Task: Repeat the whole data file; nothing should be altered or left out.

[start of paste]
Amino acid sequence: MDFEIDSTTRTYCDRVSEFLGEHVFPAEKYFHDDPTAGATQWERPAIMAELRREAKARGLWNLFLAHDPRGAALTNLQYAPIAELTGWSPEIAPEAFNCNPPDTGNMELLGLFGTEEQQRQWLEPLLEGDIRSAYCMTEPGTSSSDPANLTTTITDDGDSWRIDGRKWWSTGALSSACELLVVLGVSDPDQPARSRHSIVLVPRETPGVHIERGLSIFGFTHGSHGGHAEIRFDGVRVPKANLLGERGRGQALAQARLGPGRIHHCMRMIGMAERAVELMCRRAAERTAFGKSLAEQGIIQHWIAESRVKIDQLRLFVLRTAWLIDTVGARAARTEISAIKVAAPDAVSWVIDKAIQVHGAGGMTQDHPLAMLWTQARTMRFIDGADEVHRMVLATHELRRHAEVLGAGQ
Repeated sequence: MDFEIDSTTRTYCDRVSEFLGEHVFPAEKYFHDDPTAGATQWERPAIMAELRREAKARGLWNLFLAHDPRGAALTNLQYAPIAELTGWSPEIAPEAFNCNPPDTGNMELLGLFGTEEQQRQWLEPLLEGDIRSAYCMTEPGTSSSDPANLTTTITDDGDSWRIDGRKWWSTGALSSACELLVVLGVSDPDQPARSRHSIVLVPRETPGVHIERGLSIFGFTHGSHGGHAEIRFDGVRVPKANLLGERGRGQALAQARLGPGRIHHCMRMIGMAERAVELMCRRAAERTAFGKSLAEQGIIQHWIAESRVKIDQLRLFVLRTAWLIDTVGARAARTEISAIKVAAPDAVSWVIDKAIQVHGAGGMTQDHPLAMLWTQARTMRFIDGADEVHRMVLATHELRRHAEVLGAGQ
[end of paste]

Amino acid sequence: MDFEIDSTTRTYCDRVSEFLGEHVFPAEKYFHDDPTAGATQWERPAIMAELRREAKARGLWNLFLAHDPRGAALTNLQYAPIAELTGWSPEIAPEAFNCNPPDTGNMELLGLFGTEEQQRQWLEPLLEGDIRSAYCMTEPGTSSSDPANLTTTITDDGDSWRIDGRKWWSTGALSSACELLVVLGVSDPDQPARSRHSIVLVPRETPGVHIERGLSIFGFTHGSHGGHAEIRFDGVRVPKANLLGERGRGQALAQARLGPGRIHHCMRMIGMAERAVELMCRRAAERTAFGKSLAEQGIIQHWIAESRVKIDQLRLFVLRTAWLIDTVGARAARTEISAIKVAAPDAVSWVIDKAIQVHGAGGMTQDHPLAMLWTQARTMRFIDGADEVHRMVLATHELRRHAEVLGAGQ
Repeated sequence: MDFEIDSTTRTYCDRVSEFLGEHVFPAEKYFHDDPTAGATQWERPAIMAELRREAKARGLWNLFLAHDPRGAALTNLQYAPIAELTGWSPEIAPEAFNCNPPDTGNMELLGLFGTEEQQRQWLEPLLEGDIRSAYCMTEPGTSSSDPANLTTTITDDGDSWRIDGRKWWSTGALSSACELLVVLGVSDPDQPARSRHSIVLVPRETPGVHIERGLSIFGFTHGSHGGHAEIRFDGVRVPKANLLGERGRGQALAQARLGPGRIHHCMRMIGMAERAVELMCRRAAERTAFGKSLAEQGIIQHWIAESRVKIDQLRLFVLRTAWLIDTVGARAARTEISAIKVAAPDAVSWVIDKAIQVHGAGGMTQDHPLAMLWTQARTMRFIDGADEVHRMVLATHELRRHAEVLGAGQ